Most of the people Dubay hires are familiar with computer work, he says, because many of them use computers in their day-to-day life, modified by accessibility tools such as screen magnification or software that converts text to audio.

As for getting to know a client, Dubay says the employees focus on gaining at least a base level of knowledge about the client’s goals and background.

“We’re never going to get them to be an expert or have the same knowledge as someone who’s been there 15 or 20 years would have, but we want them to have enough knowledge that they can have a knowledgeable conversation and instill confidence in whoever they’re speaking with,” Dubay says.

Technology plays an important role in Strategic Contact Solutions’ operations, not only due to the needs of its blind and visually impaired employees, but also because all employees work remotely. When Dubay started the company in 2013, three or four employees worked from an office on the South Hill. However, as Strategic Contact Solutions grew and took in more blind and visually impaired employees, a brick-and-mortar location became less practical.

Dubay says that a few years ago, an employee who is blind found herself running late one day due to street construction near her apartment. While she was explaining how the construction disrupted her routine, Dubay says he found himself worrying that she might inadvertently injure herself trying to navigate a new route or “end up in the bottom of one of these ditches.”

“That kind of gave us the kick to say, ‘You work from home and we’re going to figure out how to push this stuff into the cloud so you can access it from home with a high-speed internet connection.’”

That employee later moved elsewhere in the state, but wanted to continue working for the company. Dubay says that’s when Strategic Contact Solutions became a fully remote company.

Dubay is now the only person in the company working in Spokane; he conducts business from his home office on the South Hill. He says the company has employees as nearby as Idaho and as far away as Mexico, where one employee is working while doing mission work.

“It really opens up our sphere to say that now we can hire good people anywhere in the U.S., not just good people anywhere within three to five miles of an office,” he says.

Dubay says employees of Strategic Contact Solutions are more efficient than employees of similar companies. He claims that while most people in similar lines of work can make six to eight calls and hour, employees of Strategic Contact Solutions make between 18 and 26 calls per hour.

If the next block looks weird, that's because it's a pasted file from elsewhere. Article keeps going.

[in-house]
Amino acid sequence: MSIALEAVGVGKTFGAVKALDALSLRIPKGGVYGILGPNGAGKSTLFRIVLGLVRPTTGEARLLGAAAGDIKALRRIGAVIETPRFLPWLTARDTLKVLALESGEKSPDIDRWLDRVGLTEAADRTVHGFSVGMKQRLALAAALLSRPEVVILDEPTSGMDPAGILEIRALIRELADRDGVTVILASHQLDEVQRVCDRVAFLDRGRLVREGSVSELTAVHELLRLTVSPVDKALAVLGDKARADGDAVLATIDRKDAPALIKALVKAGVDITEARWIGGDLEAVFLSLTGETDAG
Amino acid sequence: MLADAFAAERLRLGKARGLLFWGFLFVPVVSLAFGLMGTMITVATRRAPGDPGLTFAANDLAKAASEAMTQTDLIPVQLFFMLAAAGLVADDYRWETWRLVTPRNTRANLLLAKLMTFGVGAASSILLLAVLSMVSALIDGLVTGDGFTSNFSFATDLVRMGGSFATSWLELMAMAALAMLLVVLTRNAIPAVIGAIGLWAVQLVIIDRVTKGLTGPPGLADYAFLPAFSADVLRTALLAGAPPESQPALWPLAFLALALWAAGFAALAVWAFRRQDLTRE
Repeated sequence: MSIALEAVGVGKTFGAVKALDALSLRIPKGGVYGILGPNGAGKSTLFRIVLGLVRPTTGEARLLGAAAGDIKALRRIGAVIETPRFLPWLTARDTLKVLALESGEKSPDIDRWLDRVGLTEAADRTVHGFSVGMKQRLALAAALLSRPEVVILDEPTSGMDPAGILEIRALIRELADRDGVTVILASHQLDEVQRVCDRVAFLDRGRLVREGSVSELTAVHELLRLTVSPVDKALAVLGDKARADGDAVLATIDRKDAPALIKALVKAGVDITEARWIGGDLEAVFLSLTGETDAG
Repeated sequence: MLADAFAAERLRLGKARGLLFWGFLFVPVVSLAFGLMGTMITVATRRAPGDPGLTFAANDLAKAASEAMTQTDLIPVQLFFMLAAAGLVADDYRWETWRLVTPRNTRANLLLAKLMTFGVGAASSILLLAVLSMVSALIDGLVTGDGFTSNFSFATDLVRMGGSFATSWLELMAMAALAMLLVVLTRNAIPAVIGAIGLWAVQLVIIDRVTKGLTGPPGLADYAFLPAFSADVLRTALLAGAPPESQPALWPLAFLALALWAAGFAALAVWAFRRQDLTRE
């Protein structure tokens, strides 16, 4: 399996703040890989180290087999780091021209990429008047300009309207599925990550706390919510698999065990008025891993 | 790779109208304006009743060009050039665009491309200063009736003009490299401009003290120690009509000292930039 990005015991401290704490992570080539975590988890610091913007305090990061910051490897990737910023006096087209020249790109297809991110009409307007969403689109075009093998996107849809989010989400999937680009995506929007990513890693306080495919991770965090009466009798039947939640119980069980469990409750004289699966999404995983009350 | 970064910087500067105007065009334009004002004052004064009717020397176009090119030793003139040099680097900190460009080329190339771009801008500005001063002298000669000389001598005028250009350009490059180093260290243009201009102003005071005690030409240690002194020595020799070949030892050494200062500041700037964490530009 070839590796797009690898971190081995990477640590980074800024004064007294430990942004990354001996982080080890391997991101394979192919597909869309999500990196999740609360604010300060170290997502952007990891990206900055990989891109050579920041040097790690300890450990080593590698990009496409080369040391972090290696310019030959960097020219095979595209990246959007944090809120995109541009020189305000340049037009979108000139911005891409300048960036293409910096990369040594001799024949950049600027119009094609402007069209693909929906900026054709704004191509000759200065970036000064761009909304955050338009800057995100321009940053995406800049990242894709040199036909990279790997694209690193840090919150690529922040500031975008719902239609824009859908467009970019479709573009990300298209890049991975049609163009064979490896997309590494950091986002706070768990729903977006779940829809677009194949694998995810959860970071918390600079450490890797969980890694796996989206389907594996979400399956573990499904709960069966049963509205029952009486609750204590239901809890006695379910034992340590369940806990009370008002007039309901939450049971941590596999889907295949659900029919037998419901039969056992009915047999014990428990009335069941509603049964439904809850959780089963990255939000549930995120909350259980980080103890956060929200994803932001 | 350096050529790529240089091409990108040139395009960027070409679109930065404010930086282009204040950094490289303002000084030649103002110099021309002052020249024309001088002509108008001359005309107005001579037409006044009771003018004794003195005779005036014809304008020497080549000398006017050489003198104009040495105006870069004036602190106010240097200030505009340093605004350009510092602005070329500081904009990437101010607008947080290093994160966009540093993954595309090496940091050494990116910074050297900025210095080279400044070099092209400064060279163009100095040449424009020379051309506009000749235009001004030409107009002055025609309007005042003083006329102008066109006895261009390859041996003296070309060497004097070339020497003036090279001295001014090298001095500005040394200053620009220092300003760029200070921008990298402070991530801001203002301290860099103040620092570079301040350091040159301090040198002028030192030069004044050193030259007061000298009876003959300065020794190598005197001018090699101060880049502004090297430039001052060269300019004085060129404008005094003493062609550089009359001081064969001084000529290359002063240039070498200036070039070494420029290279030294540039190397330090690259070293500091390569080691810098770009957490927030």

“With the training that we’ve done, the systems that we’ve put in place … we’ve taken all of the subjectivity out of it and distilled it down,” he says.

Dubay declines to disclose the company’s income, but says that Strategic Contact Solutions, which is privately held, makes less than $1 million in annual sales and serves between 20 and 24 specific clients per year. He says the project-based nature of the business, which is still working toward gaining more permanent partnerships, means that sales can be variable, depending on how many projects his team can take on. 

Dubay says the company has clients throughout the U.S. and Canada. He says Strategic Contact Solutions has been involved in projects such as attracting business customers to a tourism and convention facility in Florida, rebranding for a credit union in the southeast, and conducting surveys for an accounting firm in the southeast. 

The main obstacle Strategic Contact Solutions faces, Dubay says, is the misconception many people have that the company provides only telemarketing services.

“We tend to be more knowledgeable and more conversational, versus read a script and check a box,” Dubay says. “What we do, anybody can do, but nobody does. It actually takes work to make something simple and seamless, and then we’ve added our technology to make it incredibly efficient and effective.”

Dubay says that as the company grows and establishes more client relationships, he wants to put more effort into connecting with potential clients in Inland Northwest, including the Spokane area. 

“I’ve always done a terrible job of promoting us locally,” he says. “That’s one of the things that we’re working on next year: How do we get our name out in this area?”

Virginia Thomas
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Reporter Virginia Thomas has worked at the Journal since 2017 and covers the health care industry. As a reporter, she loves learning about Spokane's many growing industries. She enjoys travelling with her husband, snuggling with her cats, and cross stitching.